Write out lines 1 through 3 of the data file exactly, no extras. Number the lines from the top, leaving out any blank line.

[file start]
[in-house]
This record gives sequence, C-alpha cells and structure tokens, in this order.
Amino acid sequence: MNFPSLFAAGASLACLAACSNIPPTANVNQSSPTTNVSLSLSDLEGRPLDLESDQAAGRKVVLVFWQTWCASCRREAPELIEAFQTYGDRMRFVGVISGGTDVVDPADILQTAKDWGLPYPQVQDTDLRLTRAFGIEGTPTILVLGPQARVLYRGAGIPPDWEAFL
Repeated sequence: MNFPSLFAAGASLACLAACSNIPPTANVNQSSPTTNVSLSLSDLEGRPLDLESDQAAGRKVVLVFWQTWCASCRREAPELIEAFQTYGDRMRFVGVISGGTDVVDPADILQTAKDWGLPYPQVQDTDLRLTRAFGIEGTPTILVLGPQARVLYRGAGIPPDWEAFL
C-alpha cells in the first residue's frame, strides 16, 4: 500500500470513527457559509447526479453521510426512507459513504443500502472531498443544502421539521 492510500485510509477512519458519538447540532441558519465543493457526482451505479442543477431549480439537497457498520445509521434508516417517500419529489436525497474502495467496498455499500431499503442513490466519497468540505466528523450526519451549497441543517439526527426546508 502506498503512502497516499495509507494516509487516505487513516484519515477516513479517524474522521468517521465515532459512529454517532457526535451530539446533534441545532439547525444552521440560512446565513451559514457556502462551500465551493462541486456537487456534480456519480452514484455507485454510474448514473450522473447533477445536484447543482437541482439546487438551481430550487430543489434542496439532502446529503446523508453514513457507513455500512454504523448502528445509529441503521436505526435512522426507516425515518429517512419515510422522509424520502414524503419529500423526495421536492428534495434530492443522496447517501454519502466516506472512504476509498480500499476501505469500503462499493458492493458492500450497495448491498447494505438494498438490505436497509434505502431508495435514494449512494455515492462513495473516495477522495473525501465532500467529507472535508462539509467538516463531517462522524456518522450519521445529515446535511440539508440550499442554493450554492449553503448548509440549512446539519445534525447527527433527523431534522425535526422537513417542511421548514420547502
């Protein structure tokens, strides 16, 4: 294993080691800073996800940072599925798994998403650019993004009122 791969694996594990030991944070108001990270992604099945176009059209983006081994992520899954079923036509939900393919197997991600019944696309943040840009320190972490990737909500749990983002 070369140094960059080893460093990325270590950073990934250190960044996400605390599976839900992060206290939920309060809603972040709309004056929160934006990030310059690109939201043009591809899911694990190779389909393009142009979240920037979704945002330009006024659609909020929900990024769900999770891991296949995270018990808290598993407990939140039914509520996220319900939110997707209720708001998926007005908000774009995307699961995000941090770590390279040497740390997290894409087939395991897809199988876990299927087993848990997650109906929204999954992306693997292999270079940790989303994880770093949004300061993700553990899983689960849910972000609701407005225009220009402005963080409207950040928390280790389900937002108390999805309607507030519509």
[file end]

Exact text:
[in-house]
This record gives sequence, C-alpha cells and structure tokens, in this order.
Amino acid sequence: MNFPSLFAAGASLACLAACSNIPPTANVNQSSPTTNVSLSLSDLEGRPLDLESDQAAGRKVVLVFWQTWCASCRREAPELIEAFQTYGDRMRFVGVISGGTDVVDPADILQTAKDWGLPYPQVQDTDLRLTRAFGIEGTPTILVLGPQARVLYRGAGIPPDWEAFL